Lacking in terms of electrification, Subaru Chief Executive Officer Yasuyuki Yoshinaga has detailed the company’s electrification strategy in a recent Bloomberg report. The company, which does not have the massive R&D budgets of larger Japanese automakers, is likely going to electrify existing models versus producing all-new ones.
Adding electric powertrains to existing models accomplishes a few goals for the company. For starters, it allows Subaru to maintain its existing image of safety and allows it to keep all the vehicle elements that have propelled it to sales growth in recent years. Yoshinaga also outlines that such a strategy would allow Subaru to avoid needing a partner to develop electric vehicles, a business strategy he seems to oppose.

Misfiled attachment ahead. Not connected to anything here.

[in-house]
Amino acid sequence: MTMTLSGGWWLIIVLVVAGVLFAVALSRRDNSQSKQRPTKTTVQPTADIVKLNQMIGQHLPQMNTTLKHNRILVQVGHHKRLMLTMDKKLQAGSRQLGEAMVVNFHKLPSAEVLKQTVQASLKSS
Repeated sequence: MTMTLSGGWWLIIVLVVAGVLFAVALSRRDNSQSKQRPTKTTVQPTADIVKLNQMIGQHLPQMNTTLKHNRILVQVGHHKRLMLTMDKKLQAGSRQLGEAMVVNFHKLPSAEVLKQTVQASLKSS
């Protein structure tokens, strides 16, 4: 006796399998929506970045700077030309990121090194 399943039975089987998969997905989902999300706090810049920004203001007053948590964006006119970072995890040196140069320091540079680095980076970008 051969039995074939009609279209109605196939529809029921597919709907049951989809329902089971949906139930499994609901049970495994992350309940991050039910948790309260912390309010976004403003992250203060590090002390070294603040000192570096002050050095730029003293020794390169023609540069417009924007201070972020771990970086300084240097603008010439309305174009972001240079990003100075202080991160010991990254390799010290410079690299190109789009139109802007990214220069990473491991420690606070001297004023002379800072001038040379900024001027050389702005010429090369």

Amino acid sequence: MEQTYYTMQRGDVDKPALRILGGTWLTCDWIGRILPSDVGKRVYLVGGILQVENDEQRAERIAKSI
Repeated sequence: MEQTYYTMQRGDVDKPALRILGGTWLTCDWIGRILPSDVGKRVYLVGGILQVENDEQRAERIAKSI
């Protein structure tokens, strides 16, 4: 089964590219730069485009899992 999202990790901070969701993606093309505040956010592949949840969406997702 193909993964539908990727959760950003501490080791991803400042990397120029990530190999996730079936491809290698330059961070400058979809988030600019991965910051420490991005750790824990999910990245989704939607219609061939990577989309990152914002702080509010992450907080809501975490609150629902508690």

“If there’s already an attractive Subaru model, for example the XV crossover, and if a customer in Beijing wants one but is only allowed to buy an electric vehicle, if there’s no electric version then he can’t buy it,” he said to Bloomberg. “Providing the choice of an EV means the customer can still desire the same Subaru.”
Electrifying existing vehicles is not a strategy that has been popular in the industry thus far. Most automakers are launching dedicated EV models, such as the Nissan Leaf and Chevrolet Bolt EV. Other automakers are bundling all of their EV’s under a specific nameplate, such as Mercedes-Benz with their new EQ sub-brand.
Part of the logic behind Subaru adopting this strategy is the hefty R&D spending required to develop electric vehicles. Subaru is planning to spend $1.2 billion over the next 12 months on R&D, which is double what it spent just three years ago. There’s only so much money to go around, so avoiding the ground-up development of new models for electrification would certainly save some cash.
Subaru is currently expected to launch a new plug-in hybrid model next year, while the company is currently targeting 2021 for the launch of its first pure EV. At this time it sounds like it is anyone’s guess as to which Subaru model will be electrified first.